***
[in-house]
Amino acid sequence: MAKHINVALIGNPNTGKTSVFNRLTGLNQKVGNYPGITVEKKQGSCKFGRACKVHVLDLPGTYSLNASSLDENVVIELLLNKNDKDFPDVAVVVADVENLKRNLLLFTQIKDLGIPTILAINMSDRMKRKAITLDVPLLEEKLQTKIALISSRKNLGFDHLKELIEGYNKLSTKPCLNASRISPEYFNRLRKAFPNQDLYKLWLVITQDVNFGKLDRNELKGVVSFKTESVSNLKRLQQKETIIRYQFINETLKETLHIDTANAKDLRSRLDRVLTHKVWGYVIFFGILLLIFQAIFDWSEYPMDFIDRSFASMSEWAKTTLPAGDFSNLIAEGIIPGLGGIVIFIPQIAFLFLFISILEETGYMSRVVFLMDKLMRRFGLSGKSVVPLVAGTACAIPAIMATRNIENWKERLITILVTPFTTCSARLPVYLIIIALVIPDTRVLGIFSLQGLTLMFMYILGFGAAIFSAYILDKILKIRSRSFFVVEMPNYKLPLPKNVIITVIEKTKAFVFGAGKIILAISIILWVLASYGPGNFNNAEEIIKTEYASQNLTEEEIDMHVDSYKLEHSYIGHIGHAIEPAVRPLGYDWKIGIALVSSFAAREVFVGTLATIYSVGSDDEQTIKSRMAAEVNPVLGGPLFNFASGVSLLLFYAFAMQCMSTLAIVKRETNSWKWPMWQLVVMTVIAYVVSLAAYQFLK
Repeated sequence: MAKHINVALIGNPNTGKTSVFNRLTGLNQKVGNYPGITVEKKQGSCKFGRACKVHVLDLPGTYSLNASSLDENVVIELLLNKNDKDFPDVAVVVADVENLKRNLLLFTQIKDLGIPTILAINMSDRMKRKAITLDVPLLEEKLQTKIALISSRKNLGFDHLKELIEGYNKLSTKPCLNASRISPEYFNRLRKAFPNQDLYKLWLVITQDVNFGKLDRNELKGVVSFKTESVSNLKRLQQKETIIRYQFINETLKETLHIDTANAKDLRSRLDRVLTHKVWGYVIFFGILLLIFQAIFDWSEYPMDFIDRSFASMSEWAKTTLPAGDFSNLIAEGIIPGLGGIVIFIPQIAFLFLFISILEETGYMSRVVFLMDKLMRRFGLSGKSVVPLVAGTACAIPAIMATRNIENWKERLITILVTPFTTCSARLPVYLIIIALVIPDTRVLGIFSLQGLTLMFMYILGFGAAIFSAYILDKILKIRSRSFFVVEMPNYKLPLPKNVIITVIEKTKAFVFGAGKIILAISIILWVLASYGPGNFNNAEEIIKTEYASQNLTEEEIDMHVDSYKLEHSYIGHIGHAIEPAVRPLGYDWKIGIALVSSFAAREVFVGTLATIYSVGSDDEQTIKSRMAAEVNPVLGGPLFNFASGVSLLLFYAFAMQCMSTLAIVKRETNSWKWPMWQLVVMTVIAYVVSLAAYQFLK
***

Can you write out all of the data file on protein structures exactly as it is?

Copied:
[in-house]
Amino acid sequence: MAKHINVALIGNPNTGKTSVFNRLTGLNQKVGNYPGITVEKKQGSCKFGRACKVHVLDLPGTYSLNASSLDENVVIELLLNKNDKDFPDVAVVVADVENLKRNLLLFTQIKDLGIPTILAINMSDRMKRKAITLDVPLLEEKLQTKIALISSRKNLGFDHLKELIEGYNKLSTKPCLNASRISPEYFNRLRKAFPNQDLYKLWLVITQDVNFGKLDRNELKGVVSFKTESVSNLKRLQQKETIIRYQFINETLKETLHIDTANAKDLRSRLDRVLTHKVWGYVIFFGILLLIFQAIFDWSEYPMDFIDRSFASMSEWAKTTLPAGDFSNLIAEGIIPGLGGIVIFIPQIAFLFLFISILEETGYMSRVVFLMDKLMRRFGLSGKSVVPLVAGTACAIPAIMATRNIENWKERLITILVTPFTTCSARLPVYLIIIALVIPDTRVLGIFSLQGLTLMFMYILGFGAAIFSAYILDKILKIRSRSFFVVEMPNYKLPLPKNVIITVIEKTKAFVFGAGKIILAISIILWVLASYGPGNFNNAEEIIKTEYASQNLTEEEIDMHVDSYKLEHSYIGHIGHAIEPAVRPLGYDWKIGIALVSSFAAREVFVGTLATIYSVGSDDEQTIKSRMAAEVNPVLGGPLFNFASGVSLLLFYAFAMQCMSTLAIVKRETNSWKWPMWQLVVMTVIAYVVSLAAYQFLK
Repeated sequence: MAKHINVALIGNPNTGKTSVFNRLTGLNQKVGNYPGITVEKKQGSCKFGRACKVHVLDLPGTYSLNASSLDENVVIELLLNKNDKDFPDVAVVVADVENLKRNLLLFTQIKDLGIPTILAINMSDRMKRKAITLDVPLLEEKLQTKIALISSRKNLGFDHLKELIEGYNKLSTKPCLNASRISPEYFNRLRKAFPNQDLYKLWLVITQDVNFGKLDRNELKGVVSFKTESVSNLKRLQQKETIIRYQFINETLKETLHIDTANAKDLRSRLDRVLTHKVWGYVIFFGILLLIFQAIFDWSEYPMDFIDRSFASMSEWAKTTLPAGDFSNLIAEGIIPGLGGIVIFIPQIAFLFLFISILEETGYMSRVVFLMDKLMRRFGLSGKSVVPLVAGTACAIPAIMATRNIENWKERLITILVTPFTTCSARLPVYLIIIALVIPDTRVLGIFSLQGLTLMFMYILGFGAAIFSAYILDKILKIRSRSFFVVEMPNYKLPLPKNVIITVIEKTKAFVFGAGKIILAISIILWVLASYGPGNFNNAEEIIKTEYASQNLTEEEIDMHVDSYKLEHSYIGHIGHAIEPAVRPLGYDWKIGIALVSSFAAREVFVGTLATIYSVGSDDEQTIKSRMAAEVNPVLGGPLFNFASGVSLLLFYAFAMQCMSTLAIVKRETNSWKWPMWQLVVMTVIAYVVSLAAYQFLK